After explaining what the number in the test meant relative to her thyroid function (“you’re screwed”), I told her that the thyroid gland basically secretes two hormones: thyroxine (T4) and triiodothyronine (T3). T3 is usually considered the actual physiologically active hormone, while T4 is just thought to be converted into T3 by deiodinase. Roughly 80% of T3 is generated from this conversion. Secretion of T4 is regulated by Thyroid Stimulating Hormone (TSH) which is produced by the pituitary gland. I’m sure at this point, most people will see that something that acts on the Hypothalamic-Pituitary-Testicular axis may also act on the thyroid, since both are influenced by the pituitary. Anyway, TSH secretion is in turn controlled through release of Thyrotropin Releasing Hormone (TRH) which is produced in the hypothalamus (2).

But if the pituitary is involved with thyroid regulation, maybe certain meds that we use to regulate and restore it for traditional PCT could be used for Thyroid PCT? At first this seems like an off-the wall-idea, perhaps even a bit weird or chaotic; but remember, I like theories (and people for that matter) to be nice and logical, and to have some kind of intelligence and integrity backing them. Thus, I have no stomach for chaos or for anyone who does.

So now, by figuring out that much of the thyroid’s action is regulated by the pituitary (and looking at compounds that could operate in that nexus of effects), I found HCG; but, even though my logic seemed sound (funny how it always does to me), I wanted to be 100% sure about this. That’s when I ended up taking a close ‘molecular’ look at HCG.

The HCG molecule actually ‘looks’ similar to a TRH molecule! In ‘real’ medical terms, HCG is a glycoprotein hormone that has structural similarity to TSH (3). Right, so if Human Chorionic Gonadotropin has structural similarity to TSH, and TSH stimulates your thyroid, then couldn’t we use HCG to make your body produce some T4; and then if T4 goes up, we should raise T3 also. And if we’re getting our bodies to produce T3, then we’ve fixed our thyroid! So there’s my theory: HCG can kick-start your thyroid into eventually producing the thyroid hormones, and ultimately T3.

So here’s what I dug up to support my theory that you can use HCG to help your thyroid begin functioning again quickly after a cycle:

In one study, performed on rodents, HCG was found to induce expression of a thyroid-cell growth-promoting gene (4) During pregnancy, excess HCG can cause hyperthyroidism (5) through cross-talk with the TSH receptor (6). In fact, at the time of peak HCG levels in normal pregnancy, serum TSH levels fall, in an exact mirror to the rise of the HCG peak. This reduction in TSH clearly suggests that HCG causes an increased secretion of T4 and T3 (7), if we simply realize that this is just a probable mechanism for maintaining thyroid homeostasis. Often, Hypothyroidism is even seen as a possible result of the development resistance to HCG (8); concomitantly, if your thyroid gets too high, your body will begin to lower its sensitivity to HCG, to compensate and attempt to lower thyroid levels (9). All of this clearly points to the ability of HCG to stimulate the thyroid to begin producing T4 and ultimately produce some T3 again, and getting your thyroid back to normal.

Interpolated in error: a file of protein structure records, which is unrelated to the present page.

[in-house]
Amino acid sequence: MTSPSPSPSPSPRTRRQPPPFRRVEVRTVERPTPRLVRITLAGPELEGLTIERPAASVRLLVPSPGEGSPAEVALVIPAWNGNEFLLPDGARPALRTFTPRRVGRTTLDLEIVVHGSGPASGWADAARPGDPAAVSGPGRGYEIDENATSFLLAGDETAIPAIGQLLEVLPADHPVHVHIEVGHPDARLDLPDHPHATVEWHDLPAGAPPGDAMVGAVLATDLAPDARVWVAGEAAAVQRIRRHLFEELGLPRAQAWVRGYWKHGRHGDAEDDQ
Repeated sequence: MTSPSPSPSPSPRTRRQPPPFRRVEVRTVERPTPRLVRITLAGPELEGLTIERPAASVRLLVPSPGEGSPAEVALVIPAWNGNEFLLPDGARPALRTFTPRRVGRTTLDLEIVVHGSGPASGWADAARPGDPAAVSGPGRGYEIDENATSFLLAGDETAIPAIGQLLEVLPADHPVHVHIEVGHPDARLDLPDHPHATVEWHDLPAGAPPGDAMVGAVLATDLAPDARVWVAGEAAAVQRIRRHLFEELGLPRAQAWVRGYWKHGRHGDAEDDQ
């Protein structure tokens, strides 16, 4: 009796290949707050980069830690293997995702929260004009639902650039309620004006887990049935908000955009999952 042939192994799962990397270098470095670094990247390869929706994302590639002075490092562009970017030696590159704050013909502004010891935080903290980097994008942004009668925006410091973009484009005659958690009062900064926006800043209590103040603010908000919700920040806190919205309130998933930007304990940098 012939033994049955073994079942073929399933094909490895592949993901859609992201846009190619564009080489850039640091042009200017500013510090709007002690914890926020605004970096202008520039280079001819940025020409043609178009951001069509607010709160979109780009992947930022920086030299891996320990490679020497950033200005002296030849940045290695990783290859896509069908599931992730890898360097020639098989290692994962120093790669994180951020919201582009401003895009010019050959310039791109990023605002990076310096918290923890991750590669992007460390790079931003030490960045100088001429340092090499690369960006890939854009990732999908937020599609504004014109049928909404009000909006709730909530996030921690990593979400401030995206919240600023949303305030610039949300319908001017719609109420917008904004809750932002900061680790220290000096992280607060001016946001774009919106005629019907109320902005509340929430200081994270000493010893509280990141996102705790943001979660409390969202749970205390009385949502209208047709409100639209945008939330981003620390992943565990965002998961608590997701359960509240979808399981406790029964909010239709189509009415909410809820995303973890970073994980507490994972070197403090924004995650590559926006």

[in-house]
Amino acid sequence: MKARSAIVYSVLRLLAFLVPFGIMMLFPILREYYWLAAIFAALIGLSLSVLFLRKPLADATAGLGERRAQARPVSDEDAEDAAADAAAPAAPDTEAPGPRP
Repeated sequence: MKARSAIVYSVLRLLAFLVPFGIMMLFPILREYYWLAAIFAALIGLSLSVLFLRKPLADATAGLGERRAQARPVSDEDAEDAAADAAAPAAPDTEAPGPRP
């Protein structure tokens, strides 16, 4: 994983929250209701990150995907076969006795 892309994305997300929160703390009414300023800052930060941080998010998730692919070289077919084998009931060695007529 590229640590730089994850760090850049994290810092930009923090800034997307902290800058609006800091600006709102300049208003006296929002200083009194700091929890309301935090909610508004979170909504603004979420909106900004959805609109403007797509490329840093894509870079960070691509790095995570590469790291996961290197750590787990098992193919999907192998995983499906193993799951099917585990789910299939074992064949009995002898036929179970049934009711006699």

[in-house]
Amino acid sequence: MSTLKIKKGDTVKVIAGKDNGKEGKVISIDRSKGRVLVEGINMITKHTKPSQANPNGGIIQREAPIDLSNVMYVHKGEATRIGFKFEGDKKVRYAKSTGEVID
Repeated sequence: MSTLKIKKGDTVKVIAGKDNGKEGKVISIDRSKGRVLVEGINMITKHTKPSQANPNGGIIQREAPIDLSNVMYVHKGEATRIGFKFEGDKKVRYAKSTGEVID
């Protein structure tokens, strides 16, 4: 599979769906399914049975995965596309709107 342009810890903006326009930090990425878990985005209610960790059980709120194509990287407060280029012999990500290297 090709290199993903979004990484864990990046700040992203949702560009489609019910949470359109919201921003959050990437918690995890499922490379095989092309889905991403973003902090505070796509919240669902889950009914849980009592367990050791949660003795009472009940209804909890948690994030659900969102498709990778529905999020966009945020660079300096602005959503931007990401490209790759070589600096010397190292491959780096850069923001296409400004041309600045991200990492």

Now, some of these studies were done on women, and men simply do not have the high responsiveness to HCG that women do (remember, HCG is a very important hormone in both conception and pregnancy for women). Very large doses of HCG still produced definite thyroidal iodine release (TIR) response in normal men, but it is only a weak thyroid stimulator when thyroid function is normal (10). I am, however, confident that if thyroid function is low, both men and women will find HCG to be a very potent stimulator of their Thyroid Gland, and can use it to quickly regain normal thyroid levels after use of thyroid medication. As a quick jump-start for your thyroid, I would suggest 1,000 IU per day for 10 days to two weeks, to stimulate production of T4 and to normalize your thyroid as quickly as possible.

So what happened to the girl who originally contacted me for help with her thyroid? Well, I gave her a list of various supplements to use, and some other advice for normalizing her thyroid. Hopefully this piece finds its way into her hands somehow, because I think it’s the final piece of the puzzle for her recovery; well, that and not frequenting terrible boards.

Tags: Anabolic Steroids · General · Steroids Cycles

1 response so far ↓


Leave a Comment

TopOfBlogs